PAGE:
Meditation, or bhavana, is the primary tool given by the Buddha for achieving enlightenment, or nibbana. He said that without practicing meditation, enlightenment or liberation is impossible.
The practitioner of vipassana focuses on the inhalation and exhalation of air – watching the rising and falling of the breath as it occurs. It sounds simple, but this is in fact the essence of the practice. As one gains proficiency in this form of meditatioin one learns to observe very closely every small movement of the body and mind as they occur. This keeps us in the ever-present Now where life actually takes place – rather than in the unreal past or illusory future.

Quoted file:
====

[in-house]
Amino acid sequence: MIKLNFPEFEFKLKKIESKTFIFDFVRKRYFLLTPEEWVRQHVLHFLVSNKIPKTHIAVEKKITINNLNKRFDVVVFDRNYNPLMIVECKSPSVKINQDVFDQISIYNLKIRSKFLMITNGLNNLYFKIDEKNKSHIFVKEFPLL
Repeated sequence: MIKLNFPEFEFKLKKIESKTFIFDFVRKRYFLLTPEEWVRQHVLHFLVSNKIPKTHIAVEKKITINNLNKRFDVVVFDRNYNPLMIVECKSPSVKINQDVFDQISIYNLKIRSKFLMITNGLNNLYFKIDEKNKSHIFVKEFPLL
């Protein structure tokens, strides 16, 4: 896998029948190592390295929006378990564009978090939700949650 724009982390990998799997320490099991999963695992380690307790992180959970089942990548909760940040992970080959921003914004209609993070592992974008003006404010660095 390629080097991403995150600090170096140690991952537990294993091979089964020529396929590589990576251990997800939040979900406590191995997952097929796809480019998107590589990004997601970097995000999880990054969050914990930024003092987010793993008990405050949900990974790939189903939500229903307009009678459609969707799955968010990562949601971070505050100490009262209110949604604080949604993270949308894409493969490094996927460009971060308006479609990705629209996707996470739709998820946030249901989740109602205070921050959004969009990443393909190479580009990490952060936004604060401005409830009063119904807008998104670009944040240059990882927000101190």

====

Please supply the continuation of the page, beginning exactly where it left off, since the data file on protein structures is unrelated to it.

One should develop the habit of setting aside time each day to sit still, follow the breath, and examine one’s transitory experience as it rises and then ceases to be. The Buddha said that meditation can be practiced sitting, standing, walking, or lying down. In other words, he urged us to develop a mindful way of living at all times, which means to abide continually in a constant state of wakeful awareness, or meditation.
The benefits of meditation are multifold. In addition to being a tremendous aid for the development of concentration, meditation is good for the health, good for reducing stress, good for maintaining an attitude of compassion and loving-kindness, and good for keeping the body and mind in balance and fully energized.